The same kind of scandal could happen with organ donation if consent
is not respected.
0.11 A system of donation, in which people explicitly
give permission for their organs to be used after their death,
allows the human body to be used while respecting the dead. It
is also helps to reinforce positive attitudes of solidarity within
society. This is what Pope John Paul II meant when he talked of
organ donation as part of the culture of life. An "opt out"
or "presumed consent" system of organ donation undermines
the principle of consent and effectively, even if not intentionally,
violates the reverence due to a dead body. Even in pragmatic terms,
there is a serious danger that it would harm transplant medicine
because it would erode public support for organ transplantation.
1. Is the LCO request in the spirit and scope
of the devolution settlement?
1.1 It is first necessary to set out the spirit
and scope of the devolution settlement. No referendum has shown
a majority in Wales in favour of the independence or for a Welsh
Parliament and the referendum by which the National Assembly for
Wales was introduced in 1997 was by the narrowest of margins:
50.3% to 49.7%.
1.2 While support for the Assembly may have grown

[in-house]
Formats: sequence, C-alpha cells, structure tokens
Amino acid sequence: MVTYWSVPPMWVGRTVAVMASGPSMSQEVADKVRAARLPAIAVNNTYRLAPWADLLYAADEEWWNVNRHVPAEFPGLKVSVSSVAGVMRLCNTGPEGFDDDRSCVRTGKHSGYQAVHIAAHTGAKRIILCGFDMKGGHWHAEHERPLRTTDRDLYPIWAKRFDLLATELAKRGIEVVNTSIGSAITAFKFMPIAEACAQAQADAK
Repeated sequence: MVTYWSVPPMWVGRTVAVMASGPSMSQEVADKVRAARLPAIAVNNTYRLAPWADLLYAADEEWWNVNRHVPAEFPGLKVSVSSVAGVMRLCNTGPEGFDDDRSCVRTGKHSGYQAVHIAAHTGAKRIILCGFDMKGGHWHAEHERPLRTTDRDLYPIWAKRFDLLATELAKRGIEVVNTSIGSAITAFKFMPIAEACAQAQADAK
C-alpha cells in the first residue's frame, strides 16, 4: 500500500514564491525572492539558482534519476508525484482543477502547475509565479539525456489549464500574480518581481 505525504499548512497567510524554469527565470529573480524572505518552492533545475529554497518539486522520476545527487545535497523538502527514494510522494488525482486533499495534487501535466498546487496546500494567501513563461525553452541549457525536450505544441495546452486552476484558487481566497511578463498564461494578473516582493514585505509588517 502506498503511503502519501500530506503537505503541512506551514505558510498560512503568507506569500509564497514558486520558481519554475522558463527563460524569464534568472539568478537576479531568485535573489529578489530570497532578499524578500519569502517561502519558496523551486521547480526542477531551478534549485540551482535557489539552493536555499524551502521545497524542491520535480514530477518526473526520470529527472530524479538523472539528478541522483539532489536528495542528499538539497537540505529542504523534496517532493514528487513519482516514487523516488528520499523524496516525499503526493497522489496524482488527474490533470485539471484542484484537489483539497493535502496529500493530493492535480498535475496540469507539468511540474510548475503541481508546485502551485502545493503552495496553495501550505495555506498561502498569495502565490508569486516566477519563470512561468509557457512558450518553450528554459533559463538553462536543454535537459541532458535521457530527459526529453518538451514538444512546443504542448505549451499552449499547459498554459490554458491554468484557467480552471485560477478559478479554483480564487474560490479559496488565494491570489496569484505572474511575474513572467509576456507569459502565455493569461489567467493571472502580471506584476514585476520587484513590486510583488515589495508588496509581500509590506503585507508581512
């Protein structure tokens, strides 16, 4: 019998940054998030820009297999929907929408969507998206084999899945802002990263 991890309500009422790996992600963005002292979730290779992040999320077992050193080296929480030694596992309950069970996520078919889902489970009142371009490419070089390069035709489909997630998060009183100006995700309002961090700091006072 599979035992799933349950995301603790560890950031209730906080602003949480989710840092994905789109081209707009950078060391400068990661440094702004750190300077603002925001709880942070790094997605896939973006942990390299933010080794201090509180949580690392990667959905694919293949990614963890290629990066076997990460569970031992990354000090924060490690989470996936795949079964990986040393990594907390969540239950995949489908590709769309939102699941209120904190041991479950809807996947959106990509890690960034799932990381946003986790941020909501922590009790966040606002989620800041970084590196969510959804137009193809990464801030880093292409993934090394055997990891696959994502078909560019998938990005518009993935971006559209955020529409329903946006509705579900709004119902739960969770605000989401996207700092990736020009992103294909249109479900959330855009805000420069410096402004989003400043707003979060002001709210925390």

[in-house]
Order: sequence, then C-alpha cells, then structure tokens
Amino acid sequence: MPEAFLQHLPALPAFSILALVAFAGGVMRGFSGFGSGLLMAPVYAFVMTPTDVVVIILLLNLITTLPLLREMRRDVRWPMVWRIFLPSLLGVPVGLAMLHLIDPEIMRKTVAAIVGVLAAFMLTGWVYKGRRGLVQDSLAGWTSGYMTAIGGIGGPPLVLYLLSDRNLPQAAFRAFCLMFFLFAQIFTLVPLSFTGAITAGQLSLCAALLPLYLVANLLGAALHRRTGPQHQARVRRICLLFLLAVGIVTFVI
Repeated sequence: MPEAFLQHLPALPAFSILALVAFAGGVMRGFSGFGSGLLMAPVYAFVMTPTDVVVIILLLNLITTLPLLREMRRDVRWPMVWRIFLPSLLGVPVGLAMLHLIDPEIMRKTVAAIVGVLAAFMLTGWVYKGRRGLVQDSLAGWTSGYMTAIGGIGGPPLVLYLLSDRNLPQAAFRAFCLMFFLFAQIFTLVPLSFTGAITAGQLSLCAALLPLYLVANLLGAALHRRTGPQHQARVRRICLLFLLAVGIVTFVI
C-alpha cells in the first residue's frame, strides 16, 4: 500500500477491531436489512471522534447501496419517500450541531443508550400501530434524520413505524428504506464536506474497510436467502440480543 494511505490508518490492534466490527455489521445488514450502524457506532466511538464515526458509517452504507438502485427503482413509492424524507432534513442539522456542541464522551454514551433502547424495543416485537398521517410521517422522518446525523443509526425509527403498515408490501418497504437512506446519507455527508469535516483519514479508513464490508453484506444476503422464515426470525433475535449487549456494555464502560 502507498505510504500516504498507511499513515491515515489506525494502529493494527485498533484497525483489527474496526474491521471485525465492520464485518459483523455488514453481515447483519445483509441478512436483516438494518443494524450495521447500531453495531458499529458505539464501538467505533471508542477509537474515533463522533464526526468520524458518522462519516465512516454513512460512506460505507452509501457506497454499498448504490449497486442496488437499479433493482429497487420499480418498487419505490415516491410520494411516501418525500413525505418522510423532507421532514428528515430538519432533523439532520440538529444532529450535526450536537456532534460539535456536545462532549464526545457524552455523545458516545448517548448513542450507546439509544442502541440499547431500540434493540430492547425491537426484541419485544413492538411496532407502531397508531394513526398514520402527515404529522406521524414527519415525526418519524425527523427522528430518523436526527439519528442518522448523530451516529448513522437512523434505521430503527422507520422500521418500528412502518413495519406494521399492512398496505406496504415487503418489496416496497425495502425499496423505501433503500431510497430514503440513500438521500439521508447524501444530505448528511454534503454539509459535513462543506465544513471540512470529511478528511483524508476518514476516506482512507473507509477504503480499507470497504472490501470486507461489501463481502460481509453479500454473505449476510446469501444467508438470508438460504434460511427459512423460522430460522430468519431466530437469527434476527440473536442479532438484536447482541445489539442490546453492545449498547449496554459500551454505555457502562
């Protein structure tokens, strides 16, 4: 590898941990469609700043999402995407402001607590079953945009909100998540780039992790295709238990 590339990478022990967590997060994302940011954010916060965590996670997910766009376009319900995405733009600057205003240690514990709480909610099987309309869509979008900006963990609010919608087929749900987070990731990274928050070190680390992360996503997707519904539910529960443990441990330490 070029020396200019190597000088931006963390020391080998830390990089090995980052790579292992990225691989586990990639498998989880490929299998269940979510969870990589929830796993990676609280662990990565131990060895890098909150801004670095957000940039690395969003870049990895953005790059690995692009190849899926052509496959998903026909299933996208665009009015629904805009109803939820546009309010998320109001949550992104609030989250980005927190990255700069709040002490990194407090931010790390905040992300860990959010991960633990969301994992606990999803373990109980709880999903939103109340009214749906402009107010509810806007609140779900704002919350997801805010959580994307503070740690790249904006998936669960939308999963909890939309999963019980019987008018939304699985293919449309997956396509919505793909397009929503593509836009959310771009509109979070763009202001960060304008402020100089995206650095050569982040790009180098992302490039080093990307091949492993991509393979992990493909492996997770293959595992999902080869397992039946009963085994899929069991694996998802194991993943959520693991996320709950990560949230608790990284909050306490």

as it has established itself, this has not been tested by referendum.
The present procedure whereby Legislative Competence Orders (LCO)
must be sought for each specific Matter fairly reflects the need
for an external check and balance from Westminster on the powers
of the Assembly. Unless and until a referendum gives greater powers
to the National Assembly for Wales or creates a Welsh Parliament
it is appropriate for each such proposal to be scrutinised by
the Welsh Affairs Committee or Welsh Grand Committee and, if the
matter is then recommended, voted on by both Houses of Parliament.
1.3 It is in the spirit and scope of the devolution
settlement that such powers not be given to the Assembly without
a LCO request. The merits of this particular LCO are taken up
in response to further questions below.
2. Is the use of the LCO mechanism in accordance
with the Government of Wales Act 2006?
2.1 The use of the LCO mechanism is in accordance
with the Government of Wales Act 2006. Nevertheless, this specific
LCO raises complex legal issues, has wide implications' is politically
and ethically controversial, and potentially divisive. Hence,
it must be subject to careful scrutiny to consider the cogent
reasons why, in this case, a LCO should not be granted.
3. Does the Order relate to Field 9, Part
1 of Schedule 5 and Subject 9, Schedule 7 of the Government of
Wales Act 2006?
3.1 The Order does relate to Field 9, Part 1
of Schedule 5 and Subject 9, Schedule 7 of the Government of Wales
Nevertheless, in this case there are cogent reasons for not granting
4. To what extent is there a demand for legislation
on the matter(s) in question?
4.1 The alleged demand for legislation in this
case is set out in the Memorandum from the Welsh Assembly Government
(MWAG) on the Proposed Legislative Competence Order relating to
organ and tissue donation for the purposes of transplantation.
4.2 The MWAG acknowledges that the Organ Donation